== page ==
I really enjoyed my location at Villa Nettuno, this 13-room family hotel on the north side of Taormina. As it was a rainy day today, I decided to find out more about this hardworking family who dedicated their lives to welcoming foreign tourists in Taormina. So I sat down with Vincenzo and Salvator, the father and son team, who, together with Maria, Salvator's mother, run the Hotel Villa Nettuno. The interview was, of course, conducted in Italian and sometimes I had to use my vocabulary plus my arms and legs to make it clear.
Vincenzo took me to family photos in the living room and began to explain to me the long history of the family. Vincenzo himself in his eighties explained that his grandfather was born in 1833, while his grandfather was born in 1867. The villa was built around 1850 and originally consisted of only 4 rooms. In 1887 Vincenzo's grandfather initiated expansion and added a 4-addition room above the original rooms.
The white stone surrounding the windows and doors was imported from Siracusa and Vincenzo's grandfather was an expert stone carver. By the way, also carved around the door for the famous Taormina Grand Hotel Timeo, Taormina's only five-star hotel. The sign above the entrance says "Principe del giglio", which actually means Prince Fleyr-de-Lys. So there is obviously some noble ancestry in Sciglio.
At the beginning of the 20th century the villa was rented for 25 years to an American artist named Clifford Putnam, who created a series of steep walkways and stairs in the steeply sloping garden of the villa. Vincenzo himself was born in 1924 and is still growing strongly at the age of 83 without thinking of retirement.
When I asked him about the slowdown, he shrugged and said, "What would I do?" Obviously, his life is so intricately intertwined with this hotel that without it he cannot even understand existence. He certainly does not mind hard work. The same is true for Maria, who is at 6 am every morning to start preparing breakfast. It also takes care of the garden, which is a true multicolored paradise of subtropical shrubs and flowers.
In 1952, Vincenzo and Maria finally decided to create a terrace in front of the house and add to the third level, providing a total of 13 rooms for Hotel Villa Nettuno. Ten of these rooms are double rooms, while three are single rooms. Vincenzo further explains that Maria has always cooked because the hotel offered three meals a day. Today Hotel Villa Nettuno offers breakfast only.
In 1971, when all rooms were equipped with private bathrooms, the building was significantly renovated. Salvatore, son, has accounting facilities that are useful for helping run the hotel. He is in charge of all reservations and internet communication with clients. Salvatore suggests that most of their clients are European and include people from France, Germany, Belgium, Sweden and Ireland. Customers from the United States and Canada also frequently visit Hotel Villa Nettuno, mainly because of an entry in one of Arthur Frommer's travel guides. This property keeps the family truly busy with expectations for the months of November through January when things slow down significantly.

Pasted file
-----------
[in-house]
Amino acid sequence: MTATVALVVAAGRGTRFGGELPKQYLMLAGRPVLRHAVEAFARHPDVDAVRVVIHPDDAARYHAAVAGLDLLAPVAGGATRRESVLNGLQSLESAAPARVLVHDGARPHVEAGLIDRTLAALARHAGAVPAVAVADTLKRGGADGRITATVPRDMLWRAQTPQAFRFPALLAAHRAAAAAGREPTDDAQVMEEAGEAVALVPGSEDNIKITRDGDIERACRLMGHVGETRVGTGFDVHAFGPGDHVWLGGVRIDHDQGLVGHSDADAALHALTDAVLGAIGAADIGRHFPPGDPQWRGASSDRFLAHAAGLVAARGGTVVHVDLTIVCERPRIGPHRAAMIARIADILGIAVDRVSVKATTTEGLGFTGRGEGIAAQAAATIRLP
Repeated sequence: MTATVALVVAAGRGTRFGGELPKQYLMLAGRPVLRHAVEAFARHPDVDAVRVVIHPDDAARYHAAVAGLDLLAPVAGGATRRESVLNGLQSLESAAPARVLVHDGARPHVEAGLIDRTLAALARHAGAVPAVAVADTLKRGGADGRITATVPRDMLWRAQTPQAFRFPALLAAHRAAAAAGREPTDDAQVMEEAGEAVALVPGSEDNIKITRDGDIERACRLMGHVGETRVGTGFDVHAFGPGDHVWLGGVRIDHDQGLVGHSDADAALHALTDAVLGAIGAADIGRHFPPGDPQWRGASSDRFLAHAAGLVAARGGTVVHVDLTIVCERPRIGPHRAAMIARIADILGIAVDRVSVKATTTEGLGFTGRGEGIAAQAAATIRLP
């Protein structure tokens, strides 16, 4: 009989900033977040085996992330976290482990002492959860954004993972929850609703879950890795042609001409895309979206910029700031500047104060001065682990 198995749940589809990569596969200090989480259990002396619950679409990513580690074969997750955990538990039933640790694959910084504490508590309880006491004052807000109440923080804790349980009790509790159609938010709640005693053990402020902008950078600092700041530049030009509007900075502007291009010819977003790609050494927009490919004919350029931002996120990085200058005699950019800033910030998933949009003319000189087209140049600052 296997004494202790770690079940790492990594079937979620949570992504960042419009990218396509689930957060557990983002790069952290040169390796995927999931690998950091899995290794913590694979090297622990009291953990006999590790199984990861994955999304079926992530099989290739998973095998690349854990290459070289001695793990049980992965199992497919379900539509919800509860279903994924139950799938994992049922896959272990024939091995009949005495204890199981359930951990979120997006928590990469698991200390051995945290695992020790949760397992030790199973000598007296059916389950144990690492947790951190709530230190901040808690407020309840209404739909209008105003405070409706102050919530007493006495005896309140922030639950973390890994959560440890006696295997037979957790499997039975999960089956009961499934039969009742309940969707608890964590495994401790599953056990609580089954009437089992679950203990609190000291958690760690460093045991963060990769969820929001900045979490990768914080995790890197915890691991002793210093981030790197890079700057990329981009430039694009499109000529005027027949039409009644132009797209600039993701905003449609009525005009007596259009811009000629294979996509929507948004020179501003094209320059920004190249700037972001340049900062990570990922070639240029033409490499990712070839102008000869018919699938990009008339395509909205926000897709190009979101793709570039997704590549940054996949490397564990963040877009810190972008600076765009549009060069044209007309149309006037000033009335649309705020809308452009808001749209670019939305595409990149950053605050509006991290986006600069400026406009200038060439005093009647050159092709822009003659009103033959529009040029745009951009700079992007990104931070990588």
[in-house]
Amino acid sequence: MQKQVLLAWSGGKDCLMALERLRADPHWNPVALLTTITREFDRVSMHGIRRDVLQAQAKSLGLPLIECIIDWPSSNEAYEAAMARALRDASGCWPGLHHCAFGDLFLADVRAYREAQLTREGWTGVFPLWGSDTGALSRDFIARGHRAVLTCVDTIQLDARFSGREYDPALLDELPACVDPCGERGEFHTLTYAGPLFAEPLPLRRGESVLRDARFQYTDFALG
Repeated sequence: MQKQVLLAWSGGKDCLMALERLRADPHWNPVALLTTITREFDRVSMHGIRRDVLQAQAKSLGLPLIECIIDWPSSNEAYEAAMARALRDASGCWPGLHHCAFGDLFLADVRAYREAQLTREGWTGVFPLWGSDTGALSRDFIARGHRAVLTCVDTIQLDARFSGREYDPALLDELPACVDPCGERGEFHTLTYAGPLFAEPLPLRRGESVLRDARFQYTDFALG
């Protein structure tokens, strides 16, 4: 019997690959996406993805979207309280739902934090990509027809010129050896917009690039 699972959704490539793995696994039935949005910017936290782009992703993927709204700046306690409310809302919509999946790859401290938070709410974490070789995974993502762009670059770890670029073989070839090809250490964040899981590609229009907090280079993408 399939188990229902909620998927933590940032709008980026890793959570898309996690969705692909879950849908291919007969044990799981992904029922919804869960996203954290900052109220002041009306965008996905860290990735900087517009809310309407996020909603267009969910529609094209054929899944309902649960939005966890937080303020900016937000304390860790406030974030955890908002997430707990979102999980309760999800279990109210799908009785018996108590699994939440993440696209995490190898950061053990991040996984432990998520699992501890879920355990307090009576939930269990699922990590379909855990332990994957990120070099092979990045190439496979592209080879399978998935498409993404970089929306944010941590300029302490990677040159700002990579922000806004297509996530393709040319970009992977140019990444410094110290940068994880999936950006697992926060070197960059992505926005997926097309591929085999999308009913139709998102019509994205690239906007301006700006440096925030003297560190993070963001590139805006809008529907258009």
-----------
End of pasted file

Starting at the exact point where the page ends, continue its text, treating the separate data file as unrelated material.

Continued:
Three family members have some outside help: one lady comes to help with breakfast, another young gentleman helps with hard work in the garden, one maid takes care of the rooms, while another assistant takes care of ironing and linen. The operation of the hotel requires a lot of demanding work, not only taking care of the rooms, but also the garden of Villa Nettuno must be paid great attention.
I was also curious about how the hotel industry has changed over the years, and Salvatore explained that this business has become more difficult. Years ago people stayed longer, often a week, two or more, while today's tourists usually stay only two to three days. Salvatore added that many of them rent a car and take a tour of the island, so they naturally stay shorter in each destination. The regulations have also been tightened and Italy has introduced strict standards in terms of hygiene and health standards.
Interestingly, in the 1960s Taormina was rather a summer destination and the hotels were closed in winter. Today, it is almost the opposite when people are especially happy to come here all the way from February to October. Spring and autumn in particular are pleasant seasons, while summer temperatures are relatively hot, usually in the range of 28 to 32 degrees Celsius. Italian tourists usually come for two weeks in August. Most of Villa Nettuno's clients are in the 40 to 60 age group. Salvatore added that the younger crowd likes to stay in Giardini Naxos, where all the dance clubs are.
When asked what they were doing to relax, Vincenzo indicated that one family member must always be in a hotel, so it makes leisure a bit difficult. He found, however, that for relaxation the family owned a small house about 10 km from Castelmola, a village perched on a mountain ridge not far from Taormina. The property is a former hay with two rooms and a black stone floor. Vincenzo built a wooden oven to cook there, and he described the property as very 'rustico'. After all these renovations, there is now room for 10 beds. He explains that his house looks like a "presepe", and after my unsuccessful attempts to understand what he was saying, I entered and looked at it in the dictionary: it looks like a nativity scene.
Vincenzo said he would invite me to come and visit my weekend house in the mountains, and I just hoped there would be enough time in my busy plans and the busy Sciglia work plan at Villa Nettuno. In any case, it was great to meet such a pretty hardworking Sicilian family who has been in hospitality for 55 years.